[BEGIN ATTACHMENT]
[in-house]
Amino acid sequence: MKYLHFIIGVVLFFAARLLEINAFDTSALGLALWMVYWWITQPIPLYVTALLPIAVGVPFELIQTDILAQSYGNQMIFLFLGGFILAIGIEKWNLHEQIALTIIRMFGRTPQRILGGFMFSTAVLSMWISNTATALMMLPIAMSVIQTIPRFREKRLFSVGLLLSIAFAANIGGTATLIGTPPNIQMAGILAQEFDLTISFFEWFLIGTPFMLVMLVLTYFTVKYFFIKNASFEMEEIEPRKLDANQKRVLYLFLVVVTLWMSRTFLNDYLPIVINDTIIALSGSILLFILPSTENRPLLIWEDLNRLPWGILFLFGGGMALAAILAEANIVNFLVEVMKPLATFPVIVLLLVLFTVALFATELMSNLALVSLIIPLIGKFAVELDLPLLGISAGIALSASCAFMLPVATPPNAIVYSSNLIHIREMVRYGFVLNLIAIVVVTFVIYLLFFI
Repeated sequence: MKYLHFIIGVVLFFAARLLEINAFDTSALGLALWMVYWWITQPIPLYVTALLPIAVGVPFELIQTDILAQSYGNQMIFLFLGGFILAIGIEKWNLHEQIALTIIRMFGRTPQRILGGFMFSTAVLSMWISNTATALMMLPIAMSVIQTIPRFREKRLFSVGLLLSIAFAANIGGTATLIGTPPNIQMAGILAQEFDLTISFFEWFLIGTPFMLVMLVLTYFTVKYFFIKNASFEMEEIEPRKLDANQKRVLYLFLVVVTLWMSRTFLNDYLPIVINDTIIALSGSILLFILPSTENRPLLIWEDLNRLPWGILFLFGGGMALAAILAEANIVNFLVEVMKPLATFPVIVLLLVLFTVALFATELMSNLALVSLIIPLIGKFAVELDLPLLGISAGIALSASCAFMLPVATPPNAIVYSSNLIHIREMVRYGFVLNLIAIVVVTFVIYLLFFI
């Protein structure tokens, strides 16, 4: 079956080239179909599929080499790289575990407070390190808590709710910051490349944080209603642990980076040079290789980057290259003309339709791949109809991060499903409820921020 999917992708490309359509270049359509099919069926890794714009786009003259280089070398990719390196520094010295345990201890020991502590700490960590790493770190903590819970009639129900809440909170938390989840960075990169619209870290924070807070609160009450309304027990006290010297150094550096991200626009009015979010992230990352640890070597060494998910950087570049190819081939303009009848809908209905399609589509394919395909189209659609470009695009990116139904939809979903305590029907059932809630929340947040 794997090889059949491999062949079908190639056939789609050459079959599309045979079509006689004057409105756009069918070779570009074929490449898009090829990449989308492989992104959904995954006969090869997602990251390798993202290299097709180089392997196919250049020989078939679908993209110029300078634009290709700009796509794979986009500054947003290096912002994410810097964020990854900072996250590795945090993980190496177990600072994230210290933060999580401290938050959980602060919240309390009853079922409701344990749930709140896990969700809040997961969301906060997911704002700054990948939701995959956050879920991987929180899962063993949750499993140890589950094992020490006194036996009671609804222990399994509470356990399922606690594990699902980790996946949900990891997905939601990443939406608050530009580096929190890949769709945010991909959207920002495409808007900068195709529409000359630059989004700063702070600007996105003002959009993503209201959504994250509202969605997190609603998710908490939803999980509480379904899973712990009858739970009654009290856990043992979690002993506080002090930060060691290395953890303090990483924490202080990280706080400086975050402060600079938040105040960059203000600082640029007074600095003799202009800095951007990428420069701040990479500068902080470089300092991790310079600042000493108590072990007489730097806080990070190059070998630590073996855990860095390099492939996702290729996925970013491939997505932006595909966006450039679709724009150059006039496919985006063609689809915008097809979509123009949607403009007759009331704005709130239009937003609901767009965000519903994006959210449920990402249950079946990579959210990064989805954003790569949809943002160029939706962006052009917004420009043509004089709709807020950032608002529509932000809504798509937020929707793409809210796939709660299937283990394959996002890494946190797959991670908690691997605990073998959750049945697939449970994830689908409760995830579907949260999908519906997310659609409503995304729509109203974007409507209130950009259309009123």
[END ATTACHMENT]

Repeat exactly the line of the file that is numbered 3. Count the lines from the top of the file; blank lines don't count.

Repeated sequence: MKYLHFIIGVVLFFAARLLEINAFDTSALGLALWMVYWWITQPIPLYVTALLPIAVGVPFELIQTDILAQSYGNQMIFLFLGGFILAIGIEKWNLHEQIALTIIRMFGRTPQRILGGFMFSTAVLSMWISNTATALMMLPIAMSVIQTIPRFREKRLFSVGLLLSIAFAANIGGTATLIGTPPNIQMAGILAQEFDLTISFFEWFLIGTPFMLVMLVLTYFTVKYFFIKNASFEMEEIEPRKLDANQKRVLYLFLVVVTLWMSRTFLNDYLPIVINDTIIALSGSILLFILPSTENRPLLIWEDLNRLPWGILFLFGGGMALAAILAEANIVNFLVEVMKPLATFPVIVLLLVLFTVALFATELMSNLALVSLIIPLIGKFAVELDLPLLGISAGIALSASCAFMLPVATPPNAIVYSSNLIHIREMVRYGFVLNLIAIVVVTFVIYLLFFI